象群激增危及生態平衡 南非國家公園經營面臨兩難 | 環境資訊中心

象群激增危及生態平衡 南非國家公園經營面臨兩難

2006年07月24日
作者:Mark Schulman(WWF總編輯);莫聞、丁秋仁編譯;陳瑞賓審校

克魯格國家公園的象群(圖片來源:WWF)非洲南部平日受陽光嚴重曝曬的乾泥焦土,正度過史上最多雨水的夏季,新生嫩綠的植物隨即將這片土地點綴成綠意樂園。在南非的克魯格國家公園內,充沛的雨水不但使草木繁茂,也灌注了乾涸河床。

野生生物暫且不需再遠行尋覓食物與水源,這對生物來說是件好事;對每年逾120萬名來訪的觀光客而言倒是未必,他們一心只想著捕捉「五大」生物的鏡頭──也就是獅子、豹、大象、犀牛與水牛,若是在雨量稀少的時期,很容易可見到這些動物聚集在零零落落分布的水坑附近。

不過就算是雨水多的時期,觀光客還是很容易看到大象。世界自然基金會(WWF)非洲象專案人員史蒂文森(Dr. P.J. Stephenson)說:「畢竟,大象是那麼巨大而壯觀的動物!」「但是,為了養活自己,大象也需要非常大量的食物和廣大的空間。」象群一天可消耗掉200公斤的植物,另外國家公園的空間也很有限;在此情況下,為了爭奪稀少的資料,大象難免與其他動物產生競爭關係,就像人類和其他動物競爭一樣。

不像非洲其他的瀕危動物,多面臨盜獵和棲地流失等威脅,克魯格國家公園內的象群受到良好保護,族群數量迅速擴大。克魯格國家公園涵蓋面積2萬平方公里,約等於瑞士國土的一半,但似乎仍容納不下這些愈來愈多的象群。

10年前,當局在國際壓力下停止撲殺象群,自此象群從7,000隻增加到12,000隻。當地官員說,長期來講,公園內的棲地最多能養活7,000隻大象左右,再多的話,便會危及脆弱而必須小心呵護經營的生態環境。

大象在遷移覓食的過程中會把樹皮剝除,也因此危害到幾種極為重要的高大樹種,像是猴麵包樹、多種猛禽習慣於其中築巣的 knobthorn、以及marula果樹──果實富含維他命C,常用來製作果醬、果汁或酒精飲料,例如南非常見的利口酒Amarula。還有像棕櫚樹 lalla 等稀有植物,也會遭到破壞。

南非國家公園署(SANParks)保育局局長瑪格米(Dr. Hector Magome)就說:「我們的職責是經營管理和保育生物多樣性,我們必須對此採取一些行動,不只是為了保護生態系,也為了在公園週遭生活的住民,以及前來參觀的旅客。」

南非和其他非洲南部國家都在設法處理當地象群過多的問題,目前已提出了七種方案待考量,其中包括:透過設立跨國保護區並保護象群遷徙廊道,擴大對象群遷徙範圍的保護;將數量較少的象群搬家;幫大象結紮;甚至最受爭議的撲殺手段都列入考慮。每種方式都有其優缺點、代價與限制。

本文僅節錄部分內容,全文詳見http://ens-newswire.com/ens/jul2006/2006-07-19-03.asp

A Numbers Game: Managing Elephants in Southern Africa
KRUGER NATIONAL PARK, South Africa, July 19, 2006 (ENS); By Mark Schulman

大象太多了Southern Africa just had one of the wettest summers on record, turning its usual adobe brown sun-burnt landscapes into verdant green paradises. In South Africa's Kruger National Park, vegetation has grown thick and dried riverbeds have flooded. Wildlife haven't had to wander too far in search of food or water.

That's great for the wildlife, but not necessarily for the 1.2 million tourists who come to the world famous park each year expecting to spot the Big Five - lion, leopard, elephant, rhino and buffalo - that in leaner times are easily found congregating in the open around sparse waterholes.

But even in the best of conditions one can't miss the elephants. "Elephants are such large and magnificent creatures," said Dr. P.J. Stephenson of WWF's African Elephant Programme, "but they also need a lot of food and freedom if they are to survive."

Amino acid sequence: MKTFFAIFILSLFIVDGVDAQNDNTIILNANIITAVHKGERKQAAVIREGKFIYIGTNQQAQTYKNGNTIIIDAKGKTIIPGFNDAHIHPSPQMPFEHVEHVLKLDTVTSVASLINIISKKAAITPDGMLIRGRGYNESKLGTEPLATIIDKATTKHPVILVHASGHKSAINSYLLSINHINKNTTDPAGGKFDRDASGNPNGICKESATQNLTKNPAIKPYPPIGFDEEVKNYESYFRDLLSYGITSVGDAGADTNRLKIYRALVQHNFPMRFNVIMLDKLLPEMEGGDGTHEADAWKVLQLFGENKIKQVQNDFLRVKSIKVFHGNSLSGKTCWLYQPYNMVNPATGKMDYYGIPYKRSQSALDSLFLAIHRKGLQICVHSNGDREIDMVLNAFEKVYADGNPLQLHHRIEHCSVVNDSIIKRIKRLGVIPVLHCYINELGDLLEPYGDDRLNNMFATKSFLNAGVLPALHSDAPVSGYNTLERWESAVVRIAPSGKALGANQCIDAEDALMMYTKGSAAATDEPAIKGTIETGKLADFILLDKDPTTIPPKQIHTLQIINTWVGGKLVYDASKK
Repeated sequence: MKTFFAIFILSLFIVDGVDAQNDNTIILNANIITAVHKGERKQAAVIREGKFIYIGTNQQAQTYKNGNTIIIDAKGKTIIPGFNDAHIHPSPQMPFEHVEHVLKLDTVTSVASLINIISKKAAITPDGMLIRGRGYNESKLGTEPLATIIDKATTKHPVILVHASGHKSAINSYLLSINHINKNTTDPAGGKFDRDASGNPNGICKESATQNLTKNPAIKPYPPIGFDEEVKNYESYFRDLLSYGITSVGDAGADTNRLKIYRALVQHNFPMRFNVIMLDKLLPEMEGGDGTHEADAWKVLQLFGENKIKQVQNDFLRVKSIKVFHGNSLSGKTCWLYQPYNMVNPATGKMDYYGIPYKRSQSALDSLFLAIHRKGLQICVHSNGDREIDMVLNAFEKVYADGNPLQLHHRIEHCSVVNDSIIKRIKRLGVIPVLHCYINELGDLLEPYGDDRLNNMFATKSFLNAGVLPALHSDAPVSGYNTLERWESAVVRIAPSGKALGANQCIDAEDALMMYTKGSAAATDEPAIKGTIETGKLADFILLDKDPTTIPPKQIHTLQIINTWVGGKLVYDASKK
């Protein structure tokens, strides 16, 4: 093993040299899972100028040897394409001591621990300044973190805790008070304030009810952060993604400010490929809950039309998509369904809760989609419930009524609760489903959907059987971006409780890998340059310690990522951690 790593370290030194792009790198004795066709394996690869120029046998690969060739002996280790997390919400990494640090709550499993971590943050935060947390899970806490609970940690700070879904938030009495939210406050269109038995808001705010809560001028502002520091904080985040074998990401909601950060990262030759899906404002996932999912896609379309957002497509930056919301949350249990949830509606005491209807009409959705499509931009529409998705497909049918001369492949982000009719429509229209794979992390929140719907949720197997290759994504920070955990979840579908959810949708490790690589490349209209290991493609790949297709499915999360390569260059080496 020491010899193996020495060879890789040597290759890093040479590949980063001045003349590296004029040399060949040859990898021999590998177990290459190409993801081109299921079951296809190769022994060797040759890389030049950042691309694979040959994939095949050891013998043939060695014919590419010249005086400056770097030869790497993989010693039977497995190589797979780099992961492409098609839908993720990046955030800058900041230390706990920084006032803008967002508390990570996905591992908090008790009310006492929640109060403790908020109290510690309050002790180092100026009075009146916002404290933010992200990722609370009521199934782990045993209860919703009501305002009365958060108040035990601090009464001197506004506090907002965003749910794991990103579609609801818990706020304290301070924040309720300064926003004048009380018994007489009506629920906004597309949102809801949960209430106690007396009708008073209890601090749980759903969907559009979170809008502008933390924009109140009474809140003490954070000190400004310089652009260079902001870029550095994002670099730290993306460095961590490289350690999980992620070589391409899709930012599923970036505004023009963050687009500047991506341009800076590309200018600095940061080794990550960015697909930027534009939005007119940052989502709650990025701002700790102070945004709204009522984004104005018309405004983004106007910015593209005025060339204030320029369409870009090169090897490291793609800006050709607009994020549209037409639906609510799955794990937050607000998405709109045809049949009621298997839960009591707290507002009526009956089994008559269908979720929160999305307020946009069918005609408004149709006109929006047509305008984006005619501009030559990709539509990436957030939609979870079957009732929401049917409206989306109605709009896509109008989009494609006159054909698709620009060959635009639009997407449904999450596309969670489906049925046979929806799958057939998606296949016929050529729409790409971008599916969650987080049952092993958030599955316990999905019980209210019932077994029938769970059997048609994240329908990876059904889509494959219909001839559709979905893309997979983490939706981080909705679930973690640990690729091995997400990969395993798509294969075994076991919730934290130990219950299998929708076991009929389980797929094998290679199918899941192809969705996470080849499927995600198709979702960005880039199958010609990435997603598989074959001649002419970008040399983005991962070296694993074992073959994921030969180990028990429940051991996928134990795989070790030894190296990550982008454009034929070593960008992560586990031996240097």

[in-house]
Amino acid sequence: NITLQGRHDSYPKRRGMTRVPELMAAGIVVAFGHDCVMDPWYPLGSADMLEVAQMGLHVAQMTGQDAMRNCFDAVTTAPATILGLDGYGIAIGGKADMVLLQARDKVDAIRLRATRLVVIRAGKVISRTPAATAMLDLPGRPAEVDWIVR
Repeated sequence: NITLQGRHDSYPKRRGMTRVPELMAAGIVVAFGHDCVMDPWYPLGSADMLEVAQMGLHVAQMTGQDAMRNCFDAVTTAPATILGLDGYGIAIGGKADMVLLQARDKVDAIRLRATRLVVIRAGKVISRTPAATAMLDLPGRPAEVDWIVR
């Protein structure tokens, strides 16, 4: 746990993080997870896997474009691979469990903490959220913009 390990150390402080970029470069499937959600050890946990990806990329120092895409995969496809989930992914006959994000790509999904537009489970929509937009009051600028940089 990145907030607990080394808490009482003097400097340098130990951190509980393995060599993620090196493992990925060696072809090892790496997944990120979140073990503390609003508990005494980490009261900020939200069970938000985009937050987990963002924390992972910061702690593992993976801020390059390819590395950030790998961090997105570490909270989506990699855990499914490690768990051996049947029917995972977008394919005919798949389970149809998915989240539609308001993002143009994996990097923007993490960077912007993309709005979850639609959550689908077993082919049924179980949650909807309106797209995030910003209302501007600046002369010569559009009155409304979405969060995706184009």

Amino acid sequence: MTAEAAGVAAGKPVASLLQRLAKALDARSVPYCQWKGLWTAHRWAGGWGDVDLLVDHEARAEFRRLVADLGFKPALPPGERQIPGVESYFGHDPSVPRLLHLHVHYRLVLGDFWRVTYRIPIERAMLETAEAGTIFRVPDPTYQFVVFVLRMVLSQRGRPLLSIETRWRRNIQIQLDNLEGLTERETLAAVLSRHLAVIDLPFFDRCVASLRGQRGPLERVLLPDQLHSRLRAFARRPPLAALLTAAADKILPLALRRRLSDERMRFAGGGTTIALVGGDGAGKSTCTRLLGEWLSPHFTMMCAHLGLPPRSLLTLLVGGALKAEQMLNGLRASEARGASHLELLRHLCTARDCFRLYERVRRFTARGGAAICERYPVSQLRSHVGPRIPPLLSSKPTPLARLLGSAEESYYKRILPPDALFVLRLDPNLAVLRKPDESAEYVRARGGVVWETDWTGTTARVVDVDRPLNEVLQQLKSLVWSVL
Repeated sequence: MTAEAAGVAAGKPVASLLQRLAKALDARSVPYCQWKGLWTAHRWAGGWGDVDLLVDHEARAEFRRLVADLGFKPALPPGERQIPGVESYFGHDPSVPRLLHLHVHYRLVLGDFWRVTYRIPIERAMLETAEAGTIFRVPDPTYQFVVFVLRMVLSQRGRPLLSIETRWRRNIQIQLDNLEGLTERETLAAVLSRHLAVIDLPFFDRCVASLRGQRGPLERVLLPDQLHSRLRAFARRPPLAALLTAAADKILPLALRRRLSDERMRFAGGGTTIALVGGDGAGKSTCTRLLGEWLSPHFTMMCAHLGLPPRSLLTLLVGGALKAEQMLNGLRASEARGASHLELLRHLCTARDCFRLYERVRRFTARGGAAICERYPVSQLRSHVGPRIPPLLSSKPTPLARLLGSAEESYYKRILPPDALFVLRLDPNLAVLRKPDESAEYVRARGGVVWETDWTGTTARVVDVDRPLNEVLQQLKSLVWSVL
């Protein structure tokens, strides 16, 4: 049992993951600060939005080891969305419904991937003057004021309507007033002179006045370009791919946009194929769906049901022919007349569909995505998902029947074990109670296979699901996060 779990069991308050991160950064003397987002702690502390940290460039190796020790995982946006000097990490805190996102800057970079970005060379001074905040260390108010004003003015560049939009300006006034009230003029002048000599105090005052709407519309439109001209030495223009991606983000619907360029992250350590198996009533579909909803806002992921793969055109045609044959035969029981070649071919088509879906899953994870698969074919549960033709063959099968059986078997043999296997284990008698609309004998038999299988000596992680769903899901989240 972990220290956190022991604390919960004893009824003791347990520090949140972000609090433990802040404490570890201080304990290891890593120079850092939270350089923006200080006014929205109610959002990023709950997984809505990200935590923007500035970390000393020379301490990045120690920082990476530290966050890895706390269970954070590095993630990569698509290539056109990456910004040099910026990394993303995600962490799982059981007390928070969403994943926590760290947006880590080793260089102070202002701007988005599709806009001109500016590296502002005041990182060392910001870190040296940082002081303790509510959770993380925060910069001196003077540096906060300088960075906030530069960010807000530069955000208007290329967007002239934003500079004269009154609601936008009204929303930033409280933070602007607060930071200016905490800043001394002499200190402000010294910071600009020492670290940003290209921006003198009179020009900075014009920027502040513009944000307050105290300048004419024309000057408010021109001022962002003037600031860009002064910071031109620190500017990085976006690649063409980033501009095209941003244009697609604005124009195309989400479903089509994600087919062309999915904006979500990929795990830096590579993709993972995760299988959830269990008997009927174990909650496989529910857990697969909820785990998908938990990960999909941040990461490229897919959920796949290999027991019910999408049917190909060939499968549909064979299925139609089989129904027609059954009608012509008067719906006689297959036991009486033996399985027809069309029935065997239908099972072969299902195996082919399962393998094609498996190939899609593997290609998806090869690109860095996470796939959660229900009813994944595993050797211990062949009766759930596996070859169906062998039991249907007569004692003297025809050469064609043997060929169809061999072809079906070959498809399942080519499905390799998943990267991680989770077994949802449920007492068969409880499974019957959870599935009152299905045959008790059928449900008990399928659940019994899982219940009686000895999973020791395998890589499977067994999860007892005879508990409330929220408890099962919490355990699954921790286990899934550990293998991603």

As elephants consume up to 200 kilograms of plant matter in a single day, when space is limited, as it usually is, they often come into conflict with other animal species, as well as people, who are competing for many of the same, often scarce resources.

Kruger National Park covers an area of some 20,000 km2 - about half the size of Switzerland - but it still doesn't seem big enough to accommodate a growing elephant population. Unlike many populations in Africa which remain endangered as a result of years of poaching and habitat loss, elephants in Kruger are growing at a rapid rate.

Since the park stopped culling elephants about a decade ago as a result of international pressure, numbers have gone from 7,000 to over 12,000. According to local officials, the park's habitat can only sustain about 7,000 over a long period. Any more and it will add pressure to an already fragile and carefully managed environment.

In the course of their foraging, elephants often strip the bark of trees of such important tall tree species as ancient baobabs, knobthorns - where birds of prey often make their nests - and marulas, whose fruit has an extremely high vitamin C content and is used to make jam, juices and alcoholic beverages like the popular South African liqueur Amarula. Rare plant species, such as the lalla palm, are also being damaged.

"Our obligation is to manage and conserve biodiversity," added Dr. Magome, Conservation Services Director of South African National Parks (SANParks). "We have to do something to manage the situation, both for the ecosystem, the people who live near the park and for those who visit it."
Several options are currently being considered by South Africa and other southern African range states to tackle local over-population of elephants. These include range expansion through the establishment of cross-border protected areas and protection of migration corridors, translocation to under-populated areas, contraception, and perhaps the most controversial, culling - the intentional reduction of elephant populations. Each option has its advantages and disadvantages, each its costs and constraints.